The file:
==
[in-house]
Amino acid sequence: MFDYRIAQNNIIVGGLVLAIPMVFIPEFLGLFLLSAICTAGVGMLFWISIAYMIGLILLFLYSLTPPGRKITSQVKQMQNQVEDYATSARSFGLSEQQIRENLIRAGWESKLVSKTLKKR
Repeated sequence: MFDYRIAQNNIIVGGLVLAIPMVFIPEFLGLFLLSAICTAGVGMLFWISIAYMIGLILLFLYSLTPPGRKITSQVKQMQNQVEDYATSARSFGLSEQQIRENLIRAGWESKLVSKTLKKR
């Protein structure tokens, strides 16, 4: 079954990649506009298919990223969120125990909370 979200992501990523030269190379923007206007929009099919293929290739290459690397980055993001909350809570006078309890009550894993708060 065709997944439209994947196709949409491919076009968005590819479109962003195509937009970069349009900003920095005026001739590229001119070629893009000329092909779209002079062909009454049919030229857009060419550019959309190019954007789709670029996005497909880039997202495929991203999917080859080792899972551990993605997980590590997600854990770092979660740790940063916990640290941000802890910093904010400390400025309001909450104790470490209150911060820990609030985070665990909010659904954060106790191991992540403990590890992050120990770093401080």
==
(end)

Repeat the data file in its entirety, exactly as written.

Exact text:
[in-house]
Amino acid sequence: MFDYRIAQNNIIVGGLVLAIPMVFIPEFLGLFLLSAICTAGVGMLFWISIAYMIGLILLFLYSLTPPGRKITSQVKQMQNQVEDYATSARSFGLSEQQIRENLIRAGWESKLVSKTLKKR
Repeated sequence: MFDYRIAQNNIIVGGLVLAIPMVFIPEFLGLFLLSAICTAGVGMLFWISIAYMIGLILLFLYSLTPPGRKITSQVKQMQNQVEDYATSARSFGLSEQQIRENLIRAGWESKLVSKTLKKR
């Protein structure tokens, strides 16, 4: 079954990649506009298919990223969120125990909370 979200992501990523030269190379923007206007929009099919293929290739290459690397980055993001909350809570006078309890009550894993708060 065709997944439209994947196709949409491919076009968005590819479109962003195509937009970069349009900003920095005026001739590229001119070629893009000329092909779209002079062909009454049919030229857009060419550019959309190019954007789709670029996005497909880039997202495929991203999917080859080792899972551990993605997980590590997600854990770092979660740790940063916990640290941000802890910093904010400390400025309001909450104790470490209150911060820990609030985070665990909010659904954060106790191991992540403990590890992050120990770093401080």